on the thirtieth day of March 1856
between the Allied Powers of
Great Britain, France, Sardinia and Turkey
and the one side, and
On the other, at the termination
Of the arduous, and memorable Campaign of the
Alma, Balaclava, Inkermann, Sebastopol

And yet again – this time at American expense – in 1976

This monument
was restored and removed in 1975/76 to this
its third location by members of
the United States Air Force stationed at
Royal Air Force Chicksands
in recognition of the lasting bonds of
friendship between the peoples of America
and to commemorate
25 years of operations here by the United States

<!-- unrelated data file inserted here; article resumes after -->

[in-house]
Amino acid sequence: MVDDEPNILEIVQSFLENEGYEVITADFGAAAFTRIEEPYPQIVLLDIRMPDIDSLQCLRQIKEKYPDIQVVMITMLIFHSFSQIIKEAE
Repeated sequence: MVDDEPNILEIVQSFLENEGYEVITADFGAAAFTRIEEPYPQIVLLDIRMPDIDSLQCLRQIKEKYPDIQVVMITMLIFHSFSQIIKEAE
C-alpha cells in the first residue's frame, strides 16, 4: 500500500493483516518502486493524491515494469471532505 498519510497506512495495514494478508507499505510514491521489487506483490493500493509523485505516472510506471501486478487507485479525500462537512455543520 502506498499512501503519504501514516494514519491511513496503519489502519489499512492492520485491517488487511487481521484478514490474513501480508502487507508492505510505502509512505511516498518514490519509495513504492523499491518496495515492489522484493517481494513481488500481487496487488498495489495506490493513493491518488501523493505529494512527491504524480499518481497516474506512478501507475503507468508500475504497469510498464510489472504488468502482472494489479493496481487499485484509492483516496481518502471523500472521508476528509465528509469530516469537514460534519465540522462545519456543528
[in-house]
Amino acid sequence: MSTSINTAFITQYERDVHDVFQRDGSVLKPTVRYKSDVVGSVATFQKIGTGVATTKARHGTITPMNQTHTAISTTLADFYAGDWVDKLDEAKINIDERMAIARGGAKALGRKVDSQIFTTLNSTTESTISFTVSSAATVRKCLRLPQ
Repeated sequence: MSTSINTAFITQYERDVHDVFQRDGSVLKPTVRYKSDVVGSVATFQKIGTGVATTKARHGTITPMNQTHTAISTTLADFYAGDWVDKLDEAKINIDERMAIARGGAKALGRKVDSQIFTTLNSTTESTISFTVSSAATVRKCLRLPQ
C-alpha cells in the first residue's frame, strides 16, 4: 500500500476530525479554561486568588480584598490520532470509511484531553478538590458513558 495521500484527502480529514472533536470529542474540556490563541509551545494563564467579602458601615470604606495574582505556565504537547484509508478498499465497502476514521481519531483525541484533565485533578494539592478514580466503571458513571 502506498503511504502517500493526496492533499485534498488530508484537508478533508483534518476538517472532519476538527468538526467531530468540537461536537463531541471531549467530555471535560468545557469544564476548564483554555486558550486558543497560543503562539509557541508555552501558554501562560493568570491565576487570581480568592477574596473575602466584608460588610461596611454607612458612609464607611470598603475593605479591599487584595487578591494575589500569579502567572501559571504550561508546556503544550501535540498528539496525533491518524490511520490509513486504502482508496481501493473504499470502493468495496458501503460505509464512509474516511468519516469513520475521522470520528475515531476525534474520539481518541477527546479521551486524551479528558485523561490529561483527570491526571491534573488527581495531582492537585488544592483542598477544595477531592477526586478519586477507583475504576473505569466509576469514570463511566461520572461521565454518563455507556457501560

Air Force security service, the bicentennial of
American independence and European
architectural heritage year.

I want to conclude with Lawrence’s wife Clotilde. He met her in 1816 when he was part of the army of occupation in Paris and she operated a movable stall selling tobacco, snuff and spirits as well as vegetables grown by her father in his market garden at St Germain en Laye. Lawrence learned French before they married, and it was still the language they spoke together when he first returned to Briant’s Piddle. She was as determined a pedestrian as him, walking with him from Glasgow to Dorset and back again on his first furlough. Later she learned English and held the license for The Wellington Arms jointly with her husband. (The Bankes Arms – despite claims on its website – has no links with the Lawrences. Their pub was on the other side of the road.) Clotilde died in 1853 and is buried in Studland. Lawrence was buried next to her in 1869.